Behaviour Change

PROPAGANDA FOR CHANGE is a project created by the students of Behaviour Change (ps359) and Professor Thomas Hills @thomhills at the Psychology Department of the University of Warwick. This work was supported by funding from Warwick's Institute for Advanced Teaching and Learning.

Monday, March 18, 2013

Sneaky WBS

Warwick Business School applies techniques to artificially improve the feedback on one of its core modules. The mandatory module ‘Critical Issues in Management’ requires students to write a ‘Learning Diary’ about the course, describing what they have learned and how the course has contributed to their personal development. Even though it is not illegal to state criticism (as a matter of fact the module outline left specific leeway to do so), a strong incentive was created to give positive notes since the assignment is graded and counts towards our final grade for the course.

The findings of Festinger & Carlsmith (1959) suggest that students on average would rate the course better due to the required assignment. In their famous experiment the researchers designed a rather dull and boring task for participants to undertake. In the control condition, participants were not told to report about the task to someone, i.e. participants filled out the questions on the interview without interference. In the One Dollar condition, participants were given one dollar to report to a waiting subject that the tasks were interesting, enjoyable, and lots of fun. In the Twenty Dollar condition, subjects were asked to do the same thing at the higher compensation. The table below outlines the result of the three conditions:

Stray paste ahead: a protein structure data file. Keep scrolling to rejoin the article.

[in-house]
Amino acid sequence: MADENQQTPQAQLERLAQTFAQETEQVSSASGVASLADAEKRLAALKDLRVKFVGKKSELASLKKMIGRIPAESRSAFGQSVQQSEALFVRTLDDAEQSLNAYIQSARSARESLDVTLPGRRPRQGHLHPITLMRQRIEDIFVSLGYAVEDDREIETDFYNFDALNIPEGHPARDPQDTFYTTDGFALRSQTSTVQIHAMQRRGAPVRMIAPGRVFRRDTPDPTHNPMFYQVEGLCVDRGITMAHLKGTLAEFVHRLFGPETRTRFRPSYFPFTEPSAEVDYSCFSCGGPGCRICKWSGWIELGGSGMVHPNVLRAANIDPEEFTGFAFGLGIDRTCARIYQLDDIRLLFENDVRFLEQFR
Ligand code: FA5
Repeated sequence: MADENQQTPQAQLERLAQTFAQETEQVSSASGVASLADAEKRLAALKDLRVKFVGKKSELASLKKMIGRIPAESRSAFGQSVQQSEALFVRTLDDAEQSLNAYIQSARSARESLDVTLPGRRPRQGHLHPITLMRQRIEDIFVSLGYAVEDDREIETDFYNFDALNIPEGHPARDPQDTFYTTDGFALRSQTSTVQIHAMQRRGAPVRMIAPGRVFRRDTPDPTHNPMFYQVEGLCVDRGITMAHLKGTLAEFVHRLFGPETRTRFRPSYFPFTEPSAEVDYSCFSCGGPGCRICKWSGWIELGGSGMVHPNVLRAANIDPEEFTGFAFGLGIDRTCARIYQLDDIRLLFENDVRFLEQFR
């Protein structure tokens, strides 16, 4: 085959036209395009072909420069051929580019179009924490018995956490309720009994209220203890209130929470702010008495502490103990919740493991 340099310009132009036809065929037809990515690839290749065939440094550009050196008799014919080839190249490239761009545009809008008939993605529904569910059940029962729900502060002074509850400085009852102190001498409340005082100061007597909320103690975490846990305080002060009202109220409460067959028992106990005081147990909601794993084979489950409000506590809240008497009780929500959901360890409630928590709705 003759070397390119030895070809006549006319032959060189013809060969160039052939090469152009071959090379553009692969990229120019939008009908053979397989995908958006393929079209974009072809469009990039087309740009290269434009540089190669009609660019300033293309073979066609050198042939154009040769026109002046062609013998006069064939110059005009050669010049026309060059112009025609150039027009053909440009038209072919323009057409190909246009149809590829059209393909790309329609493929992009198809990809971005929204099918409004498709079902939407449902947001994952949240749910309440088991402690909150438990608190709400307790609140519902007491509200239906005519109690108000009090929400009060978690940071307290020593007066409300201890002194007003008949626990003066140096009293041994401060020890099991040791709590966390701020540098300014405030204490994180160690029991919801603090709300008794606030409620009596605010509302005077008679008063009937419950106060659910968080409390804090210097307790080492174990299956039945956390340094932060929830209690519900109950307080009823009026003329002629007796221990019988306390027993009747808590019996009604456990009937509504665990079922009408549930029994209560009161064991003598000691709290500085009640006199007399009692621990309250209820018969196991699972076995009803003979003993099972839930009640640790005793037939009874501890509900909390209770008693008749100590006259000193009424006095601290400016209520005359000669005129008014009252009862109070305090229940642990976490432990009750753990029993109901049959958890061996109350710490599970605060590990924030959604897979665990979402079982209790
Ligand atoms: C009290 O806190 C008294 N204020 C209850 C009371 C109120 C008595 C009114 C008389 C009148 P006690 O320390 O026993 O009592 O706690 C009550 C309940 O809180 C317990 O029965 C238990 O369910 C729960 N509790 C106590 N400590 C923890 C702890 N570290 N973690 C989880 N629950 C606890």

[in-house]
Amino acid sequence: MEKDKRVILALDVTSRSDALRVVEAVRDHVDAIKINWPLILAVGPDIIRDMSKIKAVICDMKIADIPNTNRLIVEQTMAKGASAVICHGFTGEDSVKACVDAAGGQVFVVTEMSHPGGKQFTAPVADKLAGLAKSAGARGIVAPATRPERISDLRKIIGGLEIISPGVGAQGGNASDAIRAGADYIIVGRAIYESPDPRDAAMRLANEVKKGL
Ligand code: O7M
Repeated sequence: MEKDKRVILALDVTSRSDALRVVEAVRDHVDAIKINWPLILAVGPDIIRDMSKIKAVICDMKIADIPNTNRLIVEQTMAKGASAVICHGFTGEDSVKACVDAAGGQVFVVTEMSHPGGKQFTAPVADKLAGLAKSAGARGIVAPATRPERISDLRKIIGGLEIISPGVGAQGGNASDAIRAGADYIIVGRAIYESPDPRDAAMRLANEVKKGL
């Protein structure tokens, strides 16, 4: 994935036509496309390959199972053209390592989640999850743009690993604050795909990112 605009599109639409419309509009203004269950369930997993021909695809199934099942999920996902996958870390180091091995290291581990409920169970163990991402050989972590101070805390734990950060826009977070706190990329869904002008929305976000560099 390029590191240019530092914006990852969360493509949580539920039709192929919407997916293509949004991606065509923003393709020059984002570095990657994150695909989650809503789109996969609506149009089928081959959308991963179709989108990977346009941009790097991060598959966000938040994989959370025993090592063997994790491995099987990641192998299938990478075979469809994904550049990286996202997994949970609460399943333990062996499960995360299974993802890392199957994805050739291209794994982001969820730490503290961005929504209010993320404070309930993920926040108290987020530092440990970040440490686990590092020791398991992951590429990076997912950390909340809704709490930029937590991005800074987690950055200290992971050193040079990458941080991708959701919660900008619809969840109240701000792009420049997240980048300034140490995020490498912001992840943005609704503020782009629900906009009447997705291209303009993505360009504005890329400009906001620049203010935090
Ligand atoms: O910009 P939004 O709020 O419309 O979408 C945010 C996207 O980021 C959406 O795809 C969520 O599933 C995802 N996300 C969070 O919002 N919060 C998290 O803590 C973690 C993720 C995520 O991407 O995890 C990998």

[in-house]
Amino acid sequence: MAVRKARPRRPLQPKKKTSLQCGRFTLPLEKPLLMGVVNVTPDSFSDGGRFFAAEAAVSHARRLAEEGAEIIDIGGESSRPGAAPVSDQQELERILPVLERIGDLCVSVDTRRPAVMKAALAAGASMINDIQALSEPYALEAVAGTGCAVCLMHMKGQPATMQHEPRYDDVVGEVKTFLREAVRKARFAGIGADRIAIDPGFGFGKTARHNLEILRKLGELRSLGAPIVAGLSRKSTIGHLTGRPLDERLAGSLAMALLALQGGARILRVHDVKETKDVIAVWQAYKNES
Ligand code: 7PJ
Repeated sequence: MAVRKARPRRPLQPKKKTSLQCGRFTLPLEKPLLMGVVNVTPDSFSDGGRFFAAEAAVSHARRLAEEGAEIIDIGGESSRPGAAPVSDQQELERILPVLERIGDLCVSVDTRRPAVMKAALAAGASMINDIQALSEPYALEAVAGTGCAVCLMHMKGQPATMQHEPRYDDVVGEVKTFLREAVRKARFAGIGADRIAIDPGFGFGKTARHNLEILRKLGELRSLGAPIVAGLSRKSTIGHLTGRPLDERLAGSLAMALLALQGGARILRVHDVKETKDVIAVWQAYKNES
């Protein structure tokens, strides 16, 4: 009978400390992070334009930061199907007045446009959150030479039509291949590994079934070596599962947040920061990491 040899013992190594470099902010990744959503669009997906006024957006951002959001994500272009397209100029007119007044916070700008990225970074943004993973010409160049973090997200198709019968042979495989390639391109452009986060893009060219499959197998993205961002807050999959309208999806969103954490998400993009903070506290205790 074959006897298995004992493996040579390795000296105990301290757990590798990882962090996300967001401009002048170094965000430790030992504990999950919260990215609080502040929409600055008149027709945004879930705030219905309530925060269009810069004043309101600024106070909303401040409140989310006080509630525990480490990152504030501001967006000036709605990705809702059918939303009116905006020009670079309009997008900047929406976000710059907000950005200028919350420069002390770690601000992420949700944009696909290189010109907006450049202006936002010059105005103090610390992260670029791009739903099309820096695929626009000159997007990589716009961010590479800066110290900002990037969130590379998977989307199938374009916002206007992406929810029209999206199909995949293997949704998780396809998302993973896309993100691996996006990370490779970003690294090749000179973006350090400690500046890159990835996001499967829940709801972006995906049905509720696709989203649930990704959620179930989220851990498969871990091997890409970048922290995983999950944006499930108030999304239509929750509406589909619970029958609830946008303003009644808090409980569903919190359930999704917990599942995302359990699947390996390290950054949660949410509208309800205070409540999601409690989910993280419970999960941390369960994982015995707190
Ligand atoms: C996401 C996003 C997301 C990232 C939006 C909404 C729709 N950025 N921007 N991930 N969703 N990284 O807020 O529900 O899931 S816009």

Given that students of the aforementioned module in WBS were implicitly asked to report positively upon their experience (i.e. weak condition), the effect may be similar as in the Festinger & Carlsmith (1959) study. Students face the challenge to reduce internal dissonance. The implicit pressure to report positively may be describe as weak, since negatives are allowed but may be rewarded lower. Students may thus reduce dissonance through perceiving their liking of the module to be higher. Consistently with the seminal experimental investigation, if coercion was strong (negative evaluation is strictly punished), reported liking of the module may have been lower.

Conclusion: WBS manipulates its students (deliberately or not).

Festinger, L., Carlsmith, J.M., 1959. Cognitive Consequences of Forced Compliance. Journal of Abnormal Social Psychology, Vol. 58, pg. 203-210.

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